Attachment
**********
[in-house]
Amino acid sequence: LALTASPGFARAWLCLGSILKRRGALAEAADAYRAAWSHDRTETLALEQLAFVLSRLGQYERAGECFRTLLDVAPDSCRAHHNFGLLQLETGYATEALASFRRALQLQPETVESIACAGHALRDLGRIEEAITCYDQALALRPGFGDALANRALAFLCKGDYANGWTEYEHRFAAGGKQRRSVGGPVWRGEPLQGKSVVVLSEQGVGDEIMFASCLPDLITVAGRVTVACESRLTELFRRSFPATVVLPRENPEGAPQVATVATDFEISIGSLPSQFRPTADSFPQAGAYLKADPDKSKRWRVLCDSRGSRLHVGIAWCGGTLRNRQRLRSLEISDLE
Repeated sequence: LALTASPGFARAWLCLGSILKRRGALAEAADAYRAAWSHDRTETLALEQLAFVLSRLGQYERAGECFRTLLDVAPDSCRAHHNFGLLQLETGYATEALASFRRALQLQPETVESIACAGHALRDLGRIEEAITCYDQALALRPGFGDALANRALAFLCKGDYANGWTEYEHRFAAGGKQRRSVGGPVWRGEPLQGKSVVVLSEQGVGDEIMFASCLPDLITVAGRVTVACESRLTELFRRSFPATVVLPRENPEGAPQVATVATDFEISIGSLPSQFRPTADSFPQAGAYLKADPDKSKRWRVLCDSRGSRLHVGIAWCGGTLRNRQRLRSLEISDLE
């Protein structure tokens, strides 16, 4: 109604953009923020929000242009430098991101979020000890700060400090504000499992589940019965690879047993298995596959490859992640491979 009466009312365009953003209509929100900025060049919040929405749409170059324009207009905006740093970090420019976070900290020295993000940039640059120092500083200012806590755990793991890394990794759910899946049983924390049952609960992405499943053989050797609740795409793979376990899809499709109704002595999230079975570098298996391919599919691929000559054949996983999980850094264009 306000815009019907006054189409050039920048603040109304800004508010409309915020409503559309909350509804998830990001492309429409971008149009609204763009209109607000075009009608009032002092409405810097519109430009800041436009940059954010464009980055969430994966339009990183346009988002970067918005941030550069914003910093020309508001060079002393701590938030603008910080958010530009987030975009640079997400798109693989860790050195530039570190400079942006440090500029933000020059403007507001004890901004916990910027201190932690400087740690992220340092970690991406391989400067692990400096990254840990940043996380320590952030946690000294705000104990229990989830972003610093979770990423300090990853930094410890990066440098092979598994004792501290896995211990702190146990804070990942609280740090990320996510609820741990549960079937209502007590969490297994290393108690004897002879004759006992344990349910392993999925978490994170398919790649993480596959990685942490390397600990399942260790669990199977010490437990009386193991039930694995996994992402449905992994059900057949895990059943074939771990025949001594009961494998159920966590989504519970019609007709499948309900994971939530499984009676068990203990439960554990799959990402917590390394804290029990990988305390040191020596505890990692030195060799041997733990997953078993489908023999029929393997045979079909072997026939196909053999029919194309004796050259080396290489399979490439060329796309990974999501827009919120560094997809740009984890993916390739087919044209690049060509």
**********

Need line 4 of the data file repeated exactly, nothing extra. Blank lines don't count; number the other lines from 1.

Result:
């Protein structure tokens, strides 16, 4: 109604953009923020929000242009430098991101979020000890700060400090504000499992589940019965690879047993298995596959490859992640491979 009466009312365009953003209509929100900025060049919040929405749409170059324009207009905006740093970090420019976070900290020295993000940039640059120092500083200012806590755990793991890394990794759910899946049983924390049952609960992405499943053989050797609740795409793979376990899809499709109704002595999230079975570098298996391919599919691929000559054949996983999980850094264009 306000815009019907006054189409050039920048603040109304800004508010409309915020409503559309909350509804998830990001492309429409971008149009609204763009209109607000075009009608009032002092409405810097519109430009800041436009940059954010464009980055969430994966339009990183346009988002970067918005941030550069914003910093020309508001060079002393701590938030603008910080958010530009987030975009640079997400798109693989860790050195530039570190400079942006440090500029933000020059403007507001004890901004916990910027201190932690400087740690992220340092970690991406391989400067692990400096990254840990940043996380320590952030946690000294705000104990229990989830972003610093979770990423300090990853930094410890990066440098092979598994004792501290896995211990702190146990804070990942609280740090990320996510609820741990549960079937209502007590969490297994290393108690004897002879004759006992344990349910392993999925978490994170398919790649993480596959990685942490390397600990399942260790669990199977010490437990009386193991039930694995996994992402449905992994059900057949895990059943074939771990025949001594009961494998159920966590989504519970019609007709499948309900994971939530499984009676068990203990439960554990799959990402917590390394804290029990990988305390040191020596505890990692030195060799041997733990997953078993489908023999029929393997045979079909072997026939196909053999029919194309004796050259080396290489399979490439060329796309990974999501827009919120560094997809740009984890993916390739087919044209690049060509």